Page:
Owen takes the battle to the heart of the ally: Peter Pringle traces the path to a victory in Washington for the Owen-Vance peace team

NO AMERICAN administration, current or future, will easily forget Lord Owen's googly. It was the name given by the New York Times to the ball Lord Owen tossed up to the Clinton administration last week over his Bosnian peace plan, a ball that twisted and turned all the way from New York to Foggy Bottom and eventually zipped passed the straight bat of the new Secretary of State, Warren Christopher, and just nicked the bails.

The result: Lord Owen and Cyrus Vance won the day. The Americans, having derided the Vance-Owen plan as unworkable, appeasing Serbian aggression and perpetuating 'ethnic cleansing', ended by saying they could work with it, if they could add a US diplomatic touch here and there.

It was not the intention of the New York Times leader writer to make Lord Owen famous. The most influential newspaper in America has been sniping for weeks at the UN- and EC-sponsored peace plan that would divide Bosnia into 10 cantons under a loose central government. When Lord Owen and Mr Vance got fed up with the criticism from the paper and officials in Washington they decided to come to New York and open fire on the US media and the administration.

The Times dismissed Lord Owen's efforts as 'cheeky, almost condescending'. It was assumed he and Mr Vance would run out of steam, or be battered into submission, give up and go home. But they kept fighting.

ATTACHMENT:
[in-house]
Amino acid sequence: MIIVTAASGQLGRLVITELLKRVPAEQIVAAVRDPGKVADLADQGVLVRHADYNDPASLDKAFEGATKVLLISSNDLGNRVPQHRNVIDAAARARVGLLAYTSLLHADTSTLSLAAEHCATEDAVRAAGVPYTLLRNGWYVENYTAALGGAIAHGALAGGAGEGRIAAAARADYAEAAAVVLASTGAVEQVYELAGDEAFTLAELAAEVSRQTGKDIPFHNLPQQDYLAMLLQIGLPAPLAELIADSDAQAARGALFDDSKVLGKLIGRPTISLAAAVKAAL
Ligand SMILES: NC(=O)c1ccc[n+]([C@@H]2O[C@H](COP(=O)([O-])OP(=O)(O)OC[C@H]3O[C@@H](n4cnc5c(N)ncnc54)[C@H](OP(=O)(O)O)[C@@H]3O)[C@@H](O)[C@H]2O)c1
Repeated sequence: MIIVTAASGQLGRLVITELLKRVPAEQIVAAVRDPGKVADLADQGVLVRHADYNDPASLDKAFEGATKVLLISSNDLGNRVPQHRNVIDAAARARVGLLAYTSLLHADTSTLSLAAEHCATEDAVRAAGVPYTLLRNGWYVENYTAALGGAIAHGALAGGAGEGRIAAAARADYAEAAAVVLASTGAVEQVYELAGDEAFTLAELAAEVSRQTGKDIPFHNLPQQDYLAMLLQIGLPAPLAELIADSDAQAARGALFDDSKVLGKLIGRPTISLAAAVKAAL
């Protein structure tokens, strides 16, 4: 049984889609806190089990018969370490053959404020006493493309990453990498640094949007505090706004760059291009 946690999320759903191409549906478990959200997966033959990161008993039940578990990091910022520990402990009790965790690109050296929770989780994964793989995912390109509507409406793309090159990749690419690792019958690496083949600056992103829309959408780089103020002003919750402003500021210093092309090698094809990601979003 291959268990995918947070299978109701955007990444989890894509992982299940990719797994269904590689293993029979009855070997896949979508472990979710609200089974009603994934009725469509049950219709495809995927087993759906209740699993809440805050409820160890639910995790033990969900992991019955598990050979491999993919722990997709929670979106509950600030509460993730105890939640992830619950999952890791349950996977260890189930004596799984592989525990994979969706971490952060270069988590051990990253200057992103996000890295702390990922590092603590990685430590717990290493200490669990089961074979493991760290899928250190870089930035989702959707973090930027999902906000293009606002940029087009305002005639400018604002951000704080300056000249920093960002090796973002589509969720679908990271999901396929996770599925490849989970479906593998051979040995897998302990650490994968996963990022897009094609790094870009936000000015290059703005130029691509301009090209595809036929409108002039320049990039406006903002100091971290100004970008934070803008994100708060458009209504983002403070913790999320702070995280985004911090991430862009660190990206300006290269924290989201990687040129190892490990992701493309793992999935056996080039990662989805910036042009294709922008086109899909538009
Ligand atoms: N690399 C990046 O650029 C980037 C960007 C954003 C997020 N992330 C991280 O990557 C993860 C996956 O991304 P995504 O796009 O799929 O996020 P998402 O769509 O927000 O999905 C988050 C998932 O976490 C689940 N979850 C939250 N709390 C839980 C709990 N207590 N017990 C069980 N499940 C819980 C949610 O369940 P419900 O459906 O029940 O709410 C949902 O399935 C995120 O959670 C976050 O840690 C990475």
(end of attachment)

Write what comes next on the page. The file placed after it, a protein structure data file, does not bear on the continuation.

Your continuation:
It was a week to be remembered, if only because it served notice on future administrations that the US cannot continue to hold year-long elections and two- and-a-half month transitions of government and expect world diplomacy to stand still.

Lord Owen and Mr Vance had no plans to embarrass the administration. When he was Labour's foreign secretary in the 1970s, Lord Owen made good friends with many of the high officials now in the Clinton entourage - Les Aspin at the Pentagon, James Woolsey at the CIA. So why was the administration not better prepared on Bosnia? And how did Lord Owen bowl his googly?

The answers are sobering when one thinks of the lives at stake. During the election campaign Mr Clinton spoke of using force, including bombing Serbian targets to help the Bosnians, while charging that then president Bush had offered the beleaguered Muslims scant support. It took time for the transition team to move off this position. During the transition, there was reluctance to make contact with Lord Owen and Mr Vance because the new team was trying hard to shake off an image of being a 'Jimmy Carter Number 2' presidency. Contacts with Mr Vance, a Carter man, would have reinforced that image.

So, the Vance-Owen plan was almost ready to go. The Bosnian Serbs and Croats were signing up, although the Muslims were still holding out, to see if the US could get them a better deal. But the Clinton administration sat on their hands, pleading the need for time for more reviews.

'Unnamed officials in Washington were denigrating and distorting the plan,' said Lord Owen in an interview on Friday. 'So Cy Vance and I knew we had to bring the battle here and educate the American press: stop the litany that the plan favoured 'ethnic cleansing', and that it was not viable . . . It was difficult for Vance because in Washington they were all his old friends so we agreed between us that I would put the knife in.' When Warren Christopher offered little hope of a quick response from the administration, Lord Owen turned on the media.